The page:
For three decades, the annual SXSW Festival has been rooted in discovery and innovation – be it new technologies, music, art, films, brands, burritos and beyond. ’47 joined Texas A&M University, a top international institution, in their activation that keeps this theme alive during the 2017 SXSW Interactive Conference. It wouldn’t be SXSW –– or Austin, Texas –– without ample live music and culture, so ’47 was thrilled to help inject these elements into the Texas A&M House, as the University’s sports lifestyle partner. In their takeover of the eclectic Hotel Van Zandt off Rainey Street, Texas A&M hosted the ’47 x FADER Sessions – a showcase of seminal music talent from a range of genres. By tapping into The FADER gurus, we were able to curate groundbreaking, discoverable new artists in the space, who performed live sets in front of a science-experiment-like backdrop.

The stage design was built to emphasize the live experience of a small club; we created a "speaker forest" comprised of vintage guitar amps, reel-to-reels, and old stereo components. We then reduced the standing room by half, to create a more intimate connection with the artist and visitor. The result was an experience which put up and coming artists within reach of their fans.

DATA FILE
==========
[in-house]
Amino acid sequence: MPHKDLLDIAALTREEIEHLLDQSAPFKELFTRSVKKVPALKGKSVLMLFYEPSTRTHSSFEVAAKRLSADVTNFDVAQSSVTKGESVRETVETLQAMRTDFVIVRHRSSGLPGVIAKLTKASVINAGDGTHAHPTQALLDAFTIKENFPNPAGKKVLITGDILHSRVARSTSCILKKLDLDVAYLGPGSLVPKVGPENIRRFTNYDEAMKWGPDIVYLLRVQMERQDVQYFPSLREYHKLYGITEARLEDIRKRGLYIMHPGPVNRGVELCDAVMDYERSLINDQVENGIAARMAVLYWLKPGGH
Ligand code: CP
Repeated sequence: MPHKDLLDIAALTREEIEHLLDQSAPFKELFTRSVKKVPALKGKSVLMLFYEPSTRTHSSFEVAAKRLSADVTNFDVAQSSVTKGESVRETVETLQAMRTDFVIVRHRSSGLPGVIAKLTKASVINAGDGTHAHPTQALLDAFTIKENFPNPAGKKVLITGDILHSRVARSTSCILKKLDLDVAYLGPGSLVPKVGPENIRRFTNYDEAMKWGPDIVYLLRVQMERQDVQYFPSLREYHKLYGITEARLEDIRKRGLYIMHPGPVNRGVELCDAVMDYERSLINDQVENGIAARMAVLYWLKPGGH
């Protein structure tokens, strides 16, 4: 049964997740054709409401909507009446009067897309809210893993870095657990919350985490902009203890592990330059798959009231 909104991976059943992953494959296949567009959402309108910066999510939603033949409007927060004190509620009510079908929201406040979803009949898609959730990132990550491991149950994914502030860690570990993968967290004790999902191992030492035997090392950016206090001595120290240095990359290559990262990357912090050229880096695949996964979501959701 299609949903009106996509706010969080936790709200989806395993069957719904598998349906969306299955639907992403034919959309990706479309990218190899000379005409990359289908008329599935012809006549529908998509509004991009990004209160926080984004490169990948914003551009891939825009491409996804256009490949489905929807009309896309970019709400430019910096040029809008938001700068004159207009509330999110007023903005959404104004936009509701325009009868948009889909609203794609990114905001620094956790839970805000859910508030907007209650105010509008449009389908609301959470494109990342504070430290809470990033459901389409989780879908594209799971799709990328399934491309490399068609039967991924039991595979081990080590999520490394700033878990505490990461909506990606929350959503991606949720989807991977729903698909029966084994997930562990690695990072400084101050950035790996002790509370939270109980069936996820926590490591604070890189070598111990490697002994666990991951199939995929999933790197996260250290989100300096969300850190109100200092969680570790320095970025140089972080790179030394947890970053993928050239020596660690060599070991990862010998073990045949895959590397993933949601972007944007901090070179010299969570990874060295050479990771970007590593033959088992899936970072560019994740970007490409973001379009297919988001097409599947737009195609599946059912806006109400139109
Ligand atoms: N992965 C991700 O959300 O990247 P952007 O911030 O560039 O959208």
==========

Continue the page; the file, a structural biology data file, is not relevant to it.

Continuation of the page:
One of our goals for this activation was to produce short videos of each performance along with interviews with the artists. With the help of visual artist SAMO (http://samokerstromlang.com) we were able to create unique animations for each artist, which helped diversify the palette for each stage performance.
Marketing materials consisted of band posters and social posts which call back to the "speaker forest."
The set was dressed with large format prints of a gymnasium. These facilities house a range of sporting events which is what '47 is all about, but also hosts music. Nirvana's "Smells Like Teen Spirit" video was a source of inspiration for us. Rather than searching for images of a gym, we built one in 3D which allowed us to brand it and adjust the camera to find abstract angles for the prints. We then "remixed" the images to a distorted half-tone to allow the images to fall into the background and change with the lighting. 
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